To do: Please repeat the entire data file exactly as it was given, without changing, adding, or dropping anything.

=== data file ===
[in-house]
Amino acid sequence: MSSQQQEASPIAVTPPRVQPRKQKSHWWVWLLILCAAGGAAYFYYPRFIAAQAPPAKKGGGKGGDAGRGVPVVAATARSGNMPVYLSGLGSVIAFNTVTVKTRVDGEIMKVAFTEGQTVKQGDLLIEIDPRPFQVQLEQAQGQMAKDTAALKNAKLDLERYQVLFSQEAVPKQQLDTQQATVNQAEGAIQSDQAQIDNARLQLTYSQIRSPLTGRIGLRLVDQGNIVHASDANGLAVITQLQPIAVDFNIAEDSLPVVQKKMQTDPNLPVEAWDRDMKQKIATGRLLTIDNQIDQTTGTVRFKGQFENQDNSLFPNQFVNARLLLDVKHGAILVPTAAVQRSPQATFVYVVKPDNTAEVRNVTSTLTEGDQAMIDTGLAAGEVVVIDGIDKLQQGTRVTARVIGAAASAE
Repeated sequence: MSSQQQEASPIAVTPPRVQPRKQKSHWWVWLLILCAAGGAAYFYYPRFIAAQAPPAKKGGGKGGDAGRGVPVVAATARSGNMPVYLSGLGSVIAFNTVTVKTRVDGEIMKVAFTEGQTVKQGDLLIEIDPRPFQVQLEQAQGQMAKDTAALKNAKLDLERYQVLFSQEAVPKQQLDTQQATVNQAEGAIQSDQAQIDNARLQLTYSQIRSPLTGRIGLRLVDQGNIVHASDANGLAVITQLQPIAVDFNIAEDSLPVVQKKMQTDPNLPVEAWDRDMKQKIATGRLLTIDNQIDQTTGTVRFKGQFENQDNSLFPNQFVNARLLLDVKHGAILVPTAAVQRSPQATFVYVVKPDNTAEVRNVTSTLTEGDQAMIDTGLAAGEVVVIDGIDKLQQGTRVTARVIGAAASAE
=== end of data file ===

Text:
[in-house]
Amino acid sequence: MSSQQQEASPIAVTPPRVQPRKQKSHWWVWLLILCAAGGAAYFYYPRFIAAQAPPAKKGGGKGGDAGRGVPVVAATARSGNMPVYLSGLGSVIAFNTVTVKTRVDGEIMKVAFTEGQTVKQGDLLIEIDPRPFQVQLEQAQGQMAKDTAALKNAKLDLERYQVLFSQEAVPKQQLDTQQATVNQAEGAIQSDQAQIDNARLQLTYSQIRSPLTGRIGLRLVDQGNIVHASDANGLAVITQLQPIAVDFNIAEDSLPVVQKKMQTDPNLPVEAWDRDMKQKIATGRLLTIDNQIDQTTGTVRFKGQFENQDNSLFPNQFVNARLLLDVKHGAILVPTAAVQRSPQATFVYVVKPDNTAEVRNVTSTLTEGDQAMIDTGLAAGEVVVIDGIDKLQQGTRVTARVIGAAASAE
Repeated sequence: MSSQQQEASPIAVTPPRVQPRKQKSHWWVWLLILCAAGGAAYFYYPRFIAAQAPPAKKGGGKGGDAGRGVPVVAATARSGNMPVYLSGLGSVIAFNTVTVKTRVDGEIMKVAFTEGQTVKQGDLLIEIDPRPFQVQLEQAQGQMAKDTAALKNAKLDLERYQVLFSQEAVPKQQLDTQQATVNQAEGAIQSDQAQIDNARLQLTYSQIRSPLTGRIGLRLVDQGNIVHASDANGLAVITQLQPIAVDFNIAEDSLPVVQKKMQTDPNLPVEAWDRDMKQKIATGRLLTIDNQIDQTTGTVRFKGQFENQDNSLFPNQFVNARLLLDVKHGAILVPTAAVQRSPQATFVYVVKPDNTAEVRNVTSTLTEGDQAMIDTGLAAGEVVVIDGIDKLQQGTRVTARVIGAAASAE